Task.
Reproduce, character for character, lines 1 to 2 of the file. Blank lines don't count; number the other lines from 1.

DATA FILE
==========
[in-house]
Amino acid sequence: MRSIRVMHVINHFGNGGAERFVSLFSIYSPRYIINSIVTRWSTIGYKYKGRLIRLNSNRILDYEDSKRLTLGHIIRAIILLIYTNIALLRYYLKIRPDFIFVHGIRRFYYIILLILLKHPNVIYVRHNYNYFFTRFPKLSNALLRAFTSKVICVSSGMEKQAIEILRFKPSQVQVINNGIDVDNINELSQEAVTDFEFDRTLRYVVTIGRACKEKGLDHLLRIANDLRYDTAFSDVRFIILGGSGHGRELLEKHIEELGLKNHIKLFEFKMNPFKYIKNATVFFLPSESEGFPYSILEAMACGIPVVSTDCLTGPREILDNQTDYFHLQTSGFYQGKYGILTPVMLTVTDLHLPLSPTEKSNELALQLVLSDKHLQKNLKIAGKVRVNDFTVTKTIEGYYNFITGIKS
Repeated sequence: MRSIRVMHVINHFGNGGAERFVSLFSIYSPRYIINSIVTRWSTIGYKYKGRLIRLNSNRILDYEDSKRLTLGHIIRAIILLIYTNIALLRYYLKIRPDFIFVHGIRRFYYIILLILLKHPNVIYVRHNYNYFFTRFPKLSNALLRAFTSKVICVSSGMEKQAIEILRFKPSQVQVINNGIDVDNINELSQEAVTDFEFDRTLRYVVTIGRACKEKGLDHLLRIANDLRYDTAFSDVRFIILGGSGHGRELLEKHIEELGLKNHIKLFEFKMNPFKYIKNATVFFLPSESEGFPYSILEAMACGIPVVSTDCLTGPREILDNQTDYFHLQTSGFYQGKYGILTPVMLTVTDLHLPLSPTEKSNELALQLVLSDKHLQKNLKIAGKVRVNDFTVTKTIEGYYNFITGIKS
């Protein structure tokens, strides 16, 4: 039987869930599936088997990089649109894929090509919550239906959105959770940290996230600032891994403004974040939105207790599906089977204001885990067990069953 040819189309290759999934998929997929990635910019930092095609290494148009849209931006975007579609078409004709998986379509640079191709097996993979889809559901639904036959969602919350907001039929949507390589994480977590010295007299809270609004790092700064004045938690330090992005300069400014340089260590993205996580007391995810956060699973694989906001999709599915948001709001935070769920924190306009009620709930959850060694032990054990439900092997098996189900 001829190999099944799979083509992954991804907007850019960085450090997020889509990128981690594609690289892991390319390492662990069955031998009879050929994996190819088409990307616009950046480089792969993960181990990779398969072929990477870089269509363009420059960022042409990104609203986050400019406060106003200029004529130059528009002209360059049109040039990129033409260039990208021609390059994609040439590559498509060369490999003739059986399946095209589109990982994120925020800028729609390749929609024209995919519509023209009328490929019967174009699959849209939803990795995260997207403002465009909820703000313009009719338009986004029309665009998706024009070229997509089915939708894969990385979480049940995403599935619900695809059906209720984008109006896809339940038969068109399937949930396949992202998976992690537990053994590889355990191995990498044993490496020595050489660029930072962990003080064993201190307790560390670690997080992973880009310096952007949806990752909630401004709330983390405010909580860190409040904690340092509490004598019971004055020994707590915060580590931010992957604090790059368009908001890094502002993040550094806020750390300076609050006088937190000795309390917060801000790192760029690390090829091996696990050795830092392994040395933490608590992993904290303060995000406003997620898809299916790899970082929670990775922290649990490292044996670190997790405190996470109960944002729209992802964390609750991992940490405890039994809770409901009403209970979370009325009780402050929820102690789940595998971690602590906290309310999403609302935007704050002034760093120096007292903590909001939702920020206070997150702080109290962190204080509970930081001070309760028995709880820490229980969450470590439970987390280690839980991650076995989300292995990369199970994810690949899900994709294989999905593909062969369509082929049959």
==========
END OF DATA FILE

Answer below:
[in-house]
Amino acid sequence: MRSIRVMHVINHFGNGGAERFVSLFSIYSPRYIINSIVTRWSTIGYKYKGRLIRLNSNRILDYEDSKRLTLGHIIRAIILLIYTNIALLRYYLKIRPDFIFVHGIRRFYYIILLILLKHPNVIYVRHNYNYFFTRFPKLSNALLRAFTSKVICVSSGMEKQAIEILRFKPSQVQVINNGIDVDNINELSQEAVTDFEFDRTLRYVVTIGRACKEKGLDHLLRIANDLRYDTAFSDVRFIILGGSGHGRELLEKHIEELGLKNHIKLFEFKMNPFKYIKNATVFFLPSESEGFPYSILEAMACGIPVVSTDCLTGPREILDNQTDYFHLQTSGFYQGKYGILTPVMLTVTDLHLPLSPTEKSNELALQLVLSDKHLQKNLKIAGKVRVNDFTVTKTIEGYYNFITGIKS